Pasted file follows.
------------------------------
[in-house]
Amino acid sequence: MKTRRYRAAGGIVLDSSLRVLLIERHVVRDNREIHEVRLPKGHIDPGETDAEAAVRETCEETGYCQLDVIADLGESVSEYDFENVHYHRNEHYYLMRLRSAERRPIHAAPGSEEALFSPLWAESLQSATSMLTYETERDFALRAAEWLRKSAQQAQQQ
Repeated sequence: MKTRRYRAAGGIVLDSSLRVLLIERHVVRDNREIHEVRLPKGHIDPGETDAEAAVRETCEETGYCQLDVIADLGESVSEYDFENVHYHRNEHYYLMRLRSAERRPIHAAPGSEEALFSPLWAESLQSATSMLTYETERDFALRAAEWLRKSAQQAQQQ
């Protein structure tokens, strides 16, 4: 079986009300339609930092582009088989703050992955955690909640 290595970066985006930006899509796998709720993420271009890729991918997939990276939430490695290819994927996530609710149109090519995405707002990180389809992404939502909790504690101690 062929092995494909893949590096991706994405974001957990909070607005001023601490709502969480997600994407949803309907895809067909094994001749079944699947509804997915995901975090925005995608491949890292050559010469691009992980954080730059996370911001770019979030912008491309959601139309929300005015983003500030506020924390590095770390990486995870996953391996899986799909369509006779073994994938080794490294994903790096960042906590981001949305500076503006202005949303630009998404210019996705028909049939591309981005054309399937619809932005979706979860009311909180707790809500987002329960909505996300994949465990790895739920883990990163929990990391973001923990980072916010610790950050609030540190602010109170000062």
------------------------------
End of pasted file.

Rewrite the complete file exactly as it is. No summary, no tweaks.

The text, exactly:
[in-house]
Amino acid sequence: MKTRRYRAAGGIVLDSSLRVLLIERHVVRDNREIHEVRLPKGHIDPGETDAEAAVRETCEETGYCQLDVIADLGESVSEYDFENVHYHRNEHYYLMRLRSAERRPIHAAPGSEEALFSPLWAESLQSATSMLTYETERDFALRAAEWLRKSAQQAQQQ
Repeated sequence: MKTRRYRAAGGIVLDSSLRVLLIERHVVRDNREIHEVRLPKGHIDPGETDAEAAVRETCEETGYCQLDVIADLGESVSEYDFENVHYHRNEHYYLMRLRSAERRPIHAAPGSEEALFSPLWAESLQSATSMLTYETERDFALRAAEWLRKSAQQAQQQ
């Protein structure tokens, strides 16, 4: 079986009300339609930092582009088989703050992955955690909640 290595970066985006930006899509796998709720993420271009890729991918997939990276939430490695290819994927996530609710149109090519995405707002990180389809992404939502909790504690101690 062929092995494909893949590096991706994405974001957990909070607005001023601490709502969480997600994407949803309907895809067909094994001749079944699947509804997915995901975090925005995608491949890292050559010469691009992980954080730059996370911001770019979030912008491309959601139309929300005015983003500030506020924390590095770390990486995870996953391996899986799909369509006779073994994938080794490294994903790096960042906590981001949305500076503006202005949303630009998404210019996705028909049939591309981005054309399937619809932005979706979860009311909180707790809500987002329960909505996300994949465990790895739920883990990163929990990391973001923990980072916010610790950050609030540190602010109170000062």